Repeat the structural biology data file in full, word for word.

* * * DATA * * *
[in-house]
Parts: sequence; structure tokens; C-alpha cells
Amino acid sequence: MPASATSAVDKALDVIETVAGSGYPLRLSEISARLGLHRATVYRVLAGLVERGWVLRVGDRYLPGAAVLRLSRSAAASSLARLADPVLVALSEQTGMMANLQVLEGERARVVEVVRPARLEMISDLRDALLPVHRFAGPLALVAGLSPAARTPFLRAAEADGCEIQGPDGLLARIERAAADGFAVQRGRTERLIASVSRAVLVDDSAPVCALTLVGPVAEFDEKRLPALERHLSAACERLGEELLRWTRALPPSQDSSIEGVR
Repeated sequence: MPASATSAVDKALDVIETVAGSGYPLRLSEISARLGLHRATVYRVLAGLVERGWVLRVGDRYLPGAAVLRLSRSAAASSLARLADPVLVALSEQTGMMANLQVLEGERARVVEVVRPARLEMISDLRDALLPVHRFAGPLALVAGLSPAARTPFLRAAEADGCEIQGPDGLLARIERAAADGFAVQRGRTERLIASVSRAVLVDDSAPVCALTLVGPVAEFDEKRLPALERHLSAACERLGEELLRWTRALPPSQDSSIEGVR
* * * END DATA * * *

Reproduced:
[in-house]
Parts: sequence; structure tokens; C-alpha cells
Amino acid sequence: MPASATSAVDKALDVIETVAGSGYPLRLSEISARLGLHRATVYRVLAGLVERGWVLRVGDRYLPGAAVLRLSRSAAASSLARLADPVLVALSEQTGMMANLQVLEGERARVVEVVRPARLEMISDLRDALLPVHRFAGPLALVAGLSPAARTPFLRAAEADGCEIQGPDGLLARIERAAADGFAVQRGRTERLIASVSRAVLVDDSAPVCALTLVGPVAEFDEKRLPALERHLSAACERLGEELLRWTRALPPSQDSSIEGVR
Repeated sequence: MPASATSAVDKALDVIETVAGSGYPLRLSEISARLGLHRATVYRVLAGLVERGWVLRVGDRYLPGAAVLRLSRSAAASSLARLADPVLVALSEQTGMMANLQVLEGERARVVEVVRPARLEMISDLRDALLPVHRFAGPLALVAGLSPAARTPFLRAAEADGCEIQGPDGLLARIERAAADGFAVQRGRTERLIASVSRAVLVDDSAPVCALTLVGPVAEFDEKRLPALERHLSAACERLGEELLRWTRALPPSQDSSIEGVR